I’ve been enjoying an extended “aha!” moment this week. You know the kind of thing: suddenly it all falls into place and seems to make a new kind of sense.
It’s a profoundly satisfying feeling.
I could sit about enjoying it all day – except that this particular insight has to do with the nature of my contribution to the world, my business, and what I should be doing with my time, so it’s sent me into a flurry of activity instead.
I suspect it has to do with the unknown becoming known. And that means that it has to do with the relationship between the right and left hemispheres of the brain.
(OK, OK! To the woman who’s reading Iain McGilchrist’s The Master And His Emmissary, it is quite possible that it seems like everything has to do with the relationship between the right and left hemispheres of the brain. But bear with me just a moment.)
As McGilchrist points out in his fabulous RSA Animate video, it’s not true that the left brain “does” reason and the right, emotion. Nor that the left “does” language and the right, imagery. It’s more interesting than that.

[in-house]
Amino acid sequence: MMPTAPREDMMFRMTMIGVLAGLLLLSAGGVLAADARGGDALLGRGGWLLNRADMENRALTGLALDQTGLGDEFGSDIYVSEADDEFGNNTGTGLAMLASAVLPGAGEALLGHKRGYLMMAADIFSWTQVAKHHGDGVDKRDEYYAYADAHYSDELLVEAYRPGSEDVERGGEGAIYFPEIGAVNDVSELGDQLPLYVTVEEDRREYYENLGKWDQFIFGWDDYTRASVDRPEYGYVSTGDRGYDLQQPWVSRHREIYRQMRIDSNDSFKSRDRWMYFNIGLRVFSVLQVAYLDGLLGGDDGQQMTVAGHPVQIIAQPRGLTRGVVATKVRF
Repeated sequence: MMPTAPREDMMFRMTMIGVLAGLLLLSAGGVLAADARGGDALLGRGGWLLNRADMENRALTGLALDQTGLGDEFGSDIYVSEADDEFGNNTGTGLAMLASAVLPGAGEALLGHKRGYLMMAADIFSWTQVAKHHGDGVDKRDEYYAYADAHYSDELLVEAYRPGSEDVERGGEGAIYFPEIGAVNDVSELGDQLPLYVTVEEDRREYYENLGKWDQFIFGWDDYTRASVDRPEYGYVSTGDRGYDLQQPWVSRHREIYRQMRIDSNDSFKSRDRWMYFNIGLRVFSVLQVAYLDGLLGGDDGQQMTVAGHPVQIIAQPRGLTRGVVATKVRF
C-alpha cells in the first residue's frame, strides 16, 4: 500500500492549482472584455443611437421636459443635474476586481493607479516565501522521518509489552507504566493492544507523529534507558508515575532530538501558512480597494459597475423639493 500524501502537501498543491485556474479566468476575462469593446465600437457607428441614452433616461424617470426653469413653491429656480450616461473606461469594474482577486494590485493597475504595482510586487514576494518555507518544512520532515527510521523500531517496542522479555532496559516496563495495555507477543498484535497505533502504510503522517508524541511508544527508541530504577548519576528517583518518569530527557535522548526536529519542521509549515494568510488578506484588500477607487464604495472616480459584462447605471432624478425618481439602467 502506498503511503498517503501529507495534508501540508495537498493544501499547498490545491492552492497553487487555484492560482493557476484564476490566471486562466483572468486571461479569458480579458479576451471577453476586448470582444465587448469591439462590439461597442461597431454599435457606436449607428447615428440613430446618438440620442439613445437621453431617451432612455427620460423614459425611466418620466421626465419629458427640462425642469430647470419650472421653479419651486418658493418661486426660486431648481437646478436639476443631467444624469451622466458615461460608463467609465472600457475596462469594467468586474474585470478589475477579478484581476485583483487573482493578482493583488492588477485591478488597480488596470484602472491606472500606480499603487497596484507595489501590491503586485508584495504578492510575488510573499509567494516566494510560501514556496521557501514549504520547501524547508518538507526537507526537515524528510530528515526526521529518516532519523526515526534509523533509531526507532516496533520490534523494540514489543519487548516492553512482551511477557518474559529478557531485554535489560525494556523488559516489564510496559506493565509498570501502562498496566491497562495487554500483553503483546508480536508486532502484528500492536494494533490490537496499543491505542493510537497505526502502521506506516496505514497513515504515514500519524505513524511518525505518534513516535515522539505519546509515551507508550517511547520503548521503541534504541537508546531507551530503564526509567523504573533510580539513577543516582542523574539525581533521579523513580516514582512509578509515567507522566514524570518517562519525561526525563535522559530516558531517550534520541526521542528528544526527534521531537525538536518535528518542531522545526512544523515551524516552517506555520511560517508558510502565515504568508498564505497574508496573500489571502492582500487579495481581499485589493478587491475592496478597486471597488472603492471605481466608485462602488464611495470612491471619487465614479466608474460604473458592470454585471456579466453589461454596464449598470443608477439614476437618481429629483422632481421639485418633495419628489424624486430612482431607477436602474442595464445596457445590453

In fact modern research shows that the left hemisphere is specialised for focussed attention, for analysing the parts of things, and for attending to things that are already familiar; the right for broad attention, attending to whole things and their contexts, and looking out for novel things.
In his book McGilchrist explains that new ideas and experiences need both hemispheres to be understood: new information is perceived by the right hemisphere, “passed” to the left hemisphere for analysis of its parts, before being “returned” to the right hemisphere to be understood as a whole in its context.
I’m wondering if the “aha!” moment is simply how it feels when the right hemisphere “gets it” on the return leg. Or am I stretching the whole idea too far?